"An ancient Chinese proverb says, “May you live in interesting
times.” This is certainly an interesting time in world missions. I recently
read in the Christian Post that two-thirds of the Christians in the
world today live in countries that were receiving foreign missionaries from the
West a hundred years ago.
"Last year 400,000 missionaries were
sent around the world: 127,000 came from the United States. Brazil has now
become the second largest missionary-sending country. They sent 34,000
missionaries last year, many of them went to the United States of America. Another
major supplier of missionaries is South Korea.
"There is a saying, “If it ain’t broke don’t fix it!” So why should there be another book on
the recruitment and training of missionaries? One reason is that the majority
of books on the subject of missions are written from the perspective of Western
civilization. But the old adage still holds true: “When in Rome, do as the
Romans do,” i.e., a visitor should try to act as the people do who are from
that place. Failure to understand and adapt to the dynamics of African (alien)
life and thought patterns is a recipe for missionary frustration and puts
needless barriers in the way of successful cross-cultural missions outreach.
"This is a book written by a native of Liberia, Africa
with biblical, theological and practical insights for prospective and seasoned
missionaries and their supporters; it will successfully launch and sustain them
in the course of their mission work. In education, we emphasize the need to
“teach along the grain of the students’ disposition.” The same holds true for
effective missionary training and service.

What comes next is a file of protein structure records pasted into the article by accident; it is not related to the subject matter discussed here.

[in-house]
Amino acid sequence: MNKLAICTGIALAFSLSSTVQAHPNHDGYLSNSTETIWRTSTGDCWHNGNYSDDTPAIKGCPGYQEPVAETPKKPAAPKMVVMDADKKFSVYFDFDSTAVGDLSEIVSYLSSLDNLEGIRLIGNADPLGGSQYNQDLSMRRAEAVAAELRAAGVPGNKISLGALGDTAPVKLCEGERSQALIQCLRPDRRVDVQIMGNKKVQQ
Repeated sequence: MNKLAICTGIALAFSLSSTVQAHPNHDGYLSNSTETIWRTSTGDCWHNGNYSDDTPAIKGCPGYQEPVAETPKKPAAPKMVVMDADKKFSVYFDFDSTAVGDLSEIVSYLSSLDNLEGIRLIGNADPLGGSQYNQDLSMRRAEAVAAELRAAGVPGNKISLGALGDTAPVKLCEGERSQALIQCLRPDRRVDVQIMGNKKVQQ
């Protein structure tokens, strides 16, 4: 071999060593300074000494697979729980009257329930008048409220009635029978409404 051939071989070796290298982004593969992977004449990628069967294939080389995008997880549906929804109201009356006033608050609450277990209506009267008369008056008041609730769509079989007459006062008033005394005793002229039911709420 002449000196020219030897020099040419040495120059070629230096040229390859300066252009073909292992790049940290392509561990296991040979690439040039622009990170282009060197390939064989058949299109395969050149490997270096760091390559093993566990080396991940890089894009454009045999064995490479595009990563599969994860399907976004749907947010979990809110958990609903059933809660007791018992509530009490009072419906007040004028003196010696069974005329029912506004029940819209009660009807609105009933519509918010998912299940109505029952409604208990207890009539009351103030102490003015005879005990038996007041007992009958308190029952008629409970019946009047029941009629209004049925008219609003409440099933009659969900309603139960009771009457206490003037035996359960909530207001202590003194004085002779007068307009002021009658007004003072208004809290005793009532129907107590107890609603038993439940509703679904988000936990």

What this book proposes is a vital curriculum for missionary preparation
for cross-cultural missionary service. If understood and followed it will
preclude a host of problems of cross-cultural
communication; and it will also make the transition to native life go more
“Why reinvent the wheel?” Let us see how others have
confronted and solved the diverse problems they have faced or will face in
foreign missionaries. Because the author – who grew up in Africa - has “been
there and done that” – he is in an ideal position to bring wise counsel about
life and work in an alien culture. Profusely illustrated by examples from
African village life, the book ushers the reader into a whole new world.
Sensitivity and appropriate accommodation helps hone the message and messenger
for effective ministry on the mission field.
137:4 asks, “How shall we sing the LORD'S song in a foreign land?” Paul, the
missionary par excellence, answers in 1 Corinthians 9:20-22, “To the Jews
I became like a Jew, to win the Jews. To those under the law I became like one
under the law (though I myself am not under the law), so as to win those under
the law. To those not having the law I
became like one not having the law (though I am not free from God’s law but am
under Christ’s law), so as to win those not having the law. To the weak I
became weak, to win the weak. I have become all things to all people so that by
all possible means I might save some.”
"I commend this biblical and practical tour de force for
the next wave of Christian missions. Isaiah 59:19 says: So shall
they fear the name of the LORD from the west, and his glory from the rising of
the sun. When the enemy shall come in like a flood, the Spirit of the Lord
shall lift up a standard against him.”
"Speaking of “finding our feet” in missions, Paul cites
Isa. 52:7 in Romans 10:15 “And
how shall they preach, except they be sent? As it is written, ‘How beautiful
are the feet of them that preach the Gospel of peace, and bring glad tidings of
good things!’” And Jesus in John 20:21
says, “As the Father has sent me, I am sending you."
Dr. Ronald Kilpatrick